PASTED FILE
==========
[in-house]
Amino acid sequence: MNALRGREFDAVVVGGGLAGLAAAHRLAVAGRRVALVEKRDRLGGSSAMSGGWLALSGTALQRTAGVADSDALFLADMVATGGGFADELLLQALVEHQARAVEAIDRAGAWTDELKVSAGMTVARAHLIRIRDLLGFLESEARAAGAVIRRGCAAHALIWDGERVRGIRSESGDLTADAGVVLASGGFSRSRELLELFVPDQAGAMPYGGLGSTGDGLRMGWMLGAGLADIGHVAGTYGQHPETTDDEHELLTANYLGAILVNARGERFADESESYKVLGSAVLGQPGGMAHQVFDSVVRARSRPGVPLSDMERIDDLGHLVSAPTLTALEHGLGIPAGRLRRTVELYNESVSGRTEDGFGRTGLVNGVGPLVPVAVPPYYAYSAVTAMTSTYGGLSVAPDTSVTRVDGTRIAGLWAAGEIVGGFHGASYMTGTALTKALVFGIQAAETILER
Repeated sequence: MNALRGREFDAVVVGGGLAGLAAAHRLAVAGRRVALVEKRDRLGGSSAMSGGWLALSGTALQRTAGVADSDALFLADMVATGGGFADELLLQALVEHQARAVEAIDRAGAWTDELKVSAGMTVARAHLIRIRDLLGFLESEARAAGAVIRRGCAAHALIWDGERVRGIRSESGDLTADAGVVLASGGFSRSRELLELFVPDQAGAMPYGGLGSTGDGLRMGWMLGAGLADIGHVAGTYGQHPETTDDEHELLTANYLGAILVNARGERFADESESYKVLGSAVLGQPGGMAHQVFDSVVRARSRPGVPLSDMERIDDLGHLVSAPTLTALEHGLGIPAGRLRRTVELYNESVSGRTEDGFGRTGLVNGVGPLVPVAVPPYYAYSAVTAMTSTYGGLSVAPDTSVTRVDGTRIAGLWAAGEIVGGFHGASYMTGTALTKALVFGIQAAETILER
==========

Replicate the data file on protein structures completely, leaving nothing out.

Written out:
[in-house]
Amino acid sequence: MNALRGREFDAVVVGGGLAGLAAAHRLAVAGRRVALVEKRDRLGGSSAMSGGWLALSGTALQRTAGVADSDALFLADMVATGGGFADELLLQALVEHQARAVEAIDRAGAWTDELKVSAGMTVARAHLIRIRDLLGFLESEARAAGAVIRRGCAAHALIWDGERVRGIRSESGDLTADAGVVLASGGFSRSRELLELFVPDQAGAMPYGGLGSTGDGLRMGWMLGAGLADIGHVAGTYGQHPETTDDEHELLTANYLGAILVNARGERFADESESYKVLGSAVLGQPGGMAHQVFDSVVRARSRPGVPLSDMERIDDLGHLVSAPTLTALEHGLGIPAGRLRRTVELYNESVSGRTEDGFGRTGLVNGVGPLVPVAVPPYYAYSAVTAMTSTYGGLSVAPDTSVTRVDGTRIAGLWAAGEIVGGFHGASYMTGTALTKALVFGIQAAETILER
Repeated sequence: MNALRGREFDAVVVGGGLAGLAAAHRLAVAGRRVALVEKRDRLGGSSAMSGGWLALSGTALQRTAGVADSDALFLADMVATGGGFADELLLQALVEHQARAVEAIDRAGAWTDELKVSAGMTVARAHLIRIRDLLGFLESEARAAGAVIRRGCAAHALIWDGERVRGIRSESGDLTADAGVVLASGGFSRSRELLELFVPDQAGAMPYGGLGSTGDGLRMGWMLGAGLADIGHVAGTYGQHPETTDDEHELLTANYLGAILVNARGERFADESESYKVLGSAVLGQPGGMAHQVFDSVVRARSRPGVPLSDMERIDDLGHLVSAPTLTALEHGLGIPAGRLRRTVELYNESVSGRTEDGFGRTGLVNGVGPLVPVAVPPYYAYSAVTAMTSTYGGLSVAPDTSVTRVDGTRIAGLWAAGEIVGGFHGASYMTGTALTKALVFGIQAAETILER